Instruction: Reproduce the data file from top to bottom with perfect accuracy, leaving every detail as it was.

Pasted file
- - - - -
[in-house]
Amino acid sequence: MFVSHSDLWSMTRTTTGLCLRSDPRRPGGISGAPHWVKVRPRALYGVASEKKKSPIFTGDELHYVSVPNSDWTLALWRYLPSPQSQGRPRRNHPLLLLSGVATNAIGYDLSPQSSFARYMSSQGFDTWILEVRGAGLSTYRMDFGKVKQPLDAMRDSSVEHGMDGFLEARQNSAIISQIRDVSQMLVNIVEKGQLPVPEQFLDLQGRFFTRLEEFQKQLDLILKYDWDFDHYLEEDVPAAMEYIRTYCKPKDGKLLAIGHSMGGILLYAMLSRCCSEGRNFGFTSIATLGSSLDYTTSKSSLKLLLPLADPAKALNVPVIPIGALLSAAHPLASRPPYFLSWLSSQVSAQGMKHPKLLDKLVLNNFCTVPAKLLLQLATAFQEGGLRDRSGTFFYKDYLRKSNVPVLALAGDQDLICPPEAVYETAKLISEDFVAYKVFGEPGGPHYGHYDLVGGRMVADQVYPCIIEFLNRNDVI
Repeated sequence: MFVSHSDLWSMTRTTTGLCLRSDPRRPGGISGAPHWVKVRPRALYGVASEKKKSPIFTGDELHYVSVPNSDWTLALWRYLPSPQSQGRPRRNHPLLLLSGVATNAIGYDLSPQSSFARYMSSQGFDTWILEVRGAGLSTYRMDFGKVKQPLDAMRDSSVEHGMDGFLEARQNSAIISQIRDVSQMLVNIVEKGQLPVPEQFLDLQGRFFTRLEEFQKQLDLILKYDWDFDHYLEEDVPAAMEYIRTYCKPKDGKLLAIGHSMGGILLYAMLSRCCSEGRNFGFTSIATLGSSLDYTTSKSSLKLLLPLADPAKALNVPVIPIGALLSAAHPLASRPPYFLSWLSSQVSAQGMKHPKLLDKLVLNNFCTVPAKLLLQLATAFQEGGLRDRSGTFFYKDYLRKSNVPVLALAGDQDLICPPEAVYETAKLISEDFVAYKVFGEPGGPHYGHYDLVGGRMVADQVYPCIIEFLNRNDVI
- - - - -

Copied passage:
[in-house]
Amino acid sequence: MFVSHSDLWSMTRTTTGLCLRSDPRRPGGISGAPHWVKVRPRALYGVASEKKKSPIFTGDELHYVSVPNSDWTLALWRYLPSPQSQGRPRRNHPLLLLSGVATNAIGYDLSPQSSFARYMSSQGFDTWILEVRGAGLSTYRMDFGKVKQPLDAMRDSSVEHGMDGFLEARQNSAIISQIRDVSQMLVNIVEKGQLPVPEQFLDLQGRFFTRLEEFQKQLDLILKYDWDFDHYLEEDVPAAMEYIRTYCKPKDGKLLAIGHSMGGILLYAMLSRCCSEGRNFGFTSIATLGSSLDYTTSKSSLKLLLPLADPAKALNVPVIPIGALLSAAHPLASRPPYFLSWLSSQVSAQGMKHPKLLDKLVLNNFCTVPAKLLLQLATAFQEGGLRDRSGTFFYKDYLRKSNVPVLALAGDQDLICPPEAVYETAKLISEDFVAYKVFGEPGGPHYGHYDLVGGRMVADQVYPCIIEFLNRNDVI
Repeated sequence: MFVSHSDLWSMTRTTTGLCLRSDPRRPGGISGAPHWVKVRPRALYGVASEKKKSPIFTGDELHYVSVPNSDWTLALWRYLPSPQSQGRPRRNHPLLLLSGVATNAIGYDLSPQSSFARYMSSQGFDTWILEVRGAGLSTYRMDFGKVKQPLDAMRDSSVEHGMDGFLEARQNSAIISQIRDVSQMLVNIVEKGQLPVPEQFLDLQGRFFTRLEEFQKQLDLILKYDWDFDHYLEEDVPAAMEYIRTYCKPKDGKLLAIGHSMGGILLYAMLSRCCSEGRNFGFTSIATLGSSLDYTTSKSSLKLLLPLADPAKALNVPVIPIGALLSAAHPLASRPPYFLSWLSSQVSAQGMKHPKLLDKLVLNNFCTVPAKLLLQLATAFQEGGLRDRSGTFFYKDYLRKSNVPVLALAGDQDLICPPEAVYETAKLISEDFVAYKVFGEPGGPHYGHYDLVGGRMVADQVYPCIIEFLNRNDVI